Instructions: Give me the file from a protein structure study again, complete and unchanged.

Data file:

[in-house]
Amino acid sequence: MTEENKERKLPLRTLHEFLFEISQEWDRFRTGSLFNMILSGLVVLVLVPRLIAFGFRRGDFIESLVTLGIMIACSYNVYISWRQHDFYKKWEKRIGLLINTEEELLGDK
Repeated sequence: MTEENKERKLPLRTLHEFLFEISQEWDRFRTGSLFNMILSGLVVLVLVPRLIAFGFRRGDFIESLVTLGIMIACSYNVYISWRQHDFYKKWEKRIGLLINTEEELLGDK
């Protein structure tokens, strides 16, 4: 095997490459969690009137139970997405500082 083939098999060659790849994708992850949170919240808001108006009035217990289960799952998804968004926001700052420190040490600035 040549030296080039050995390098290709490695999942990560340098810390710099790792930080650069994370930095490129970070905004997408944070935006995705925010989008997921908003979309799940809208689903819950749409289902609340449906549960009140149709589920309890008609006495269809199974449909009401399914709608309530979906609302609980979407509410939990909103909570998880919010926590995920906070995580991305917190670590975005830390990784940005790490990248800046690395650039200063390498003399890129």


[in-house]
Amino acid sequence: MTEENKERKLPLRTLHEFLFEISQEWDRFRTGSLFNMILSGLVVLVLVPRLIAFGFRRGDFIESLVTLGIMIACSYNVYISWRQHDFYKKWEKRIGLLINTEEELLGDK
Repeated sequence: MTEENKERKLPLRTLHEFLFEISQEWDRFRTGSLFNMILSGLVVLVLVPRLIAFGFRRGDFIESLVTLGIMIACSYNVYISWRQHDFYKKWEKRIGLLINTEEELLGDK
């Protein structure tokens, strides 16, 4: 095997490459969690009137139970997405500082 083939098999060659790849994708992850949170919240808001108006009035217990289960799952998804968004926001700052420190040490600035 040549030296080039050995390098290709490695999942990560340098810390710099790792930080650069994370930095490129970070905004997408944070935006995705925010989008997921908003979309799940809208689903819950749409289902609340449906549960009140149709589920309890008609006495269809199974449909009401399914709608309530979906609302609980979407509410939990909103909570998880919010926590995920906070995580991305917190670590975005830390990784940005790490990248800046690395650039200063390498003399890129």